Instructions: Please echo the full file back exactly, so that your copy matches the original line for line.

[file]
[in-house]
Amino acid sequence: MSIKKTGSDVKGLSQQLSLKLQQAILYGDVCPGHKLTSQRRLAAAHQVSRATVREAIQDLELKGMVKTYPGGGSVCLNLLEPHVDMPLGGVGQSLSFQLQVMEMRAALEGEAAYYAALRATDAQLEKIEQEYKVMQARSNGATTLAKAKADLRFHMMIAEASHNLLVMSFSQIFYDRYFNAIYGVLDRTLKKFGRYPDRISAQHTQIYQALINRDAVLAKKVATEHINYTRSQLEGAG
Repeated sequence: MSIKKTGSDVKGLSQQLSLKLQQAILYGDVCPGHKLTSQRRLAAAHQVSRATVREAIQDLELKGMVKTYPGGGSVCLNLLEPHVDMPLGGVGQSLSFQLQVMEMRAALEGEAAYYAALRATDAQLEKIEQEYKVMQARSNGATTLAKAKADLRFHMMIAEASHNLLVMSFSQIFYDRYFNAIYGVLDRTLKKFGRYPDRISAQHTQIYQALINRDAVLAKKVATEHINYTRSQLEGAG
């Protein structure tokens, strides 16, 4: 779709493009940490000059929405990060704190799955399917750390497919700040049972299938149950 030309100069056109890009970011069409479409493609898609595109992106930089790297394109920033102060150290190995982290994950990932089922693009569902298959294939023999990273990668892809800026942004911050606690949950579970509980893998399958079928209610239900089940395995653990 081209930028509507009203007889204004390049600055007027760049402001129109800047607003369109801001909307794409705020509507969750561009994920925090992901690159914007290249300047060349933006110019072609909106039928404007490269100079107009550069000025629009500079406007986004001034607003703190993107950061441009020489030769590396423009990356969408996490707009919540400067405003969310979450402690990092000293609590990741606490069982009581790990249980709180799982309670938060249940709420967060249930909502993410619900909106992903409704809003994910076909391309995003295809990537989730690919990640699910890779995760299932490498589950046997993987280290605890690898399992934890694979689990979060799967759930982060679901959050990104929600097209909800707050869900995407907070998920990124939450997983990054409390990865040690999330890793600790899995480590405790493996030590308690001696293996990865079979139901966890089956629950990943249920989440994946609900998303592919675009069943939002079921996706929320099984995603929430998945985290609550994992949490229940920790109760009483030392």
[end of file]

[in-house]
Amino acid sequence: MSIKKTGSDVKGLSQQLSLKLQQAILYGDVCPGHKLTSQRRLAAAHQVSRATVREAIQDLELKGMVKTYPGGGSVCLNLLEPHVDMPLGGVGQSLSFQLQVMEMRAALEGEAAYYAALRATDAQLEKIEQEYKVMQARSNGATTLAKAKADLRFHMMIAEASHNLLVMSFSQIFYDRYFNAIYGVLDRTLKKFGRYPDRISAQHTQIYQALINRDAVLAKKVATEHINYTRSQLEGAG
Repeated sequence: MSIKKTGSDVKGLSQQLSLKLQQAILYGDVCPGHKLTSQRRLAAAHQVSRATVREAIQDLELKGMVKTYPGGGSVCLNLLEPHVDMPLGGVGQSLSFQLQVMEMRAALEGEAAYYAALRATDAQLEKIEQEYKVMQARSNGATTLAKAKADLRFHMMIAEASHNLLVMSFSQIFYDRYFNAIYGVLDRTLKKFGRYPDRISAQHTQIYQALINRDAVLAKKVATEHINYTRSQLEGAG
């Protein structure tokens, strides 16, 4: 779709493009940490000059929405990060704190799955399917750390497919700040049972299938149950 030309100069056109890009970011069409479409493609898609595109992106930089790297394109920033102060150290190995982290994950990932089922693009569902298959294939023999990273990668892809800026942004911050606690949950579970509980893998399958079928209610239900089940395995653990 081209930028509507009203007889204004390049600055007027760049402001129109800047607003369109801001909307794409705020509507969750561009994920925090992901690159914007290249300047060349933006110019072609909106039928404007490269100079107009550069000025629009500079406007986004001034607003703190993107950061441009020489030769590396423009990356969408996490707009919540400067405003969310979450402690990092000293609590990741606490069982009581790990249980709180799982309670938060249940709420967060249930909502993410619900909106992903409704809003994910076909391309995003295809990537989730690919990640699910890779995760299932490498589950046997993987280290605890690898399992934890694979689990979060799967759930982060679901959050990104929600097209909800707050869900995407907070998920990124939450997983990054409390990865040690999330890793600790899995480590405790493996030590308690001696293996990865079979139901966890089956629950990943249920989440994946609900998303592919675009069943939002079921996706929320099984995603929430998945985290609550994992949490229940920790109760009483030392």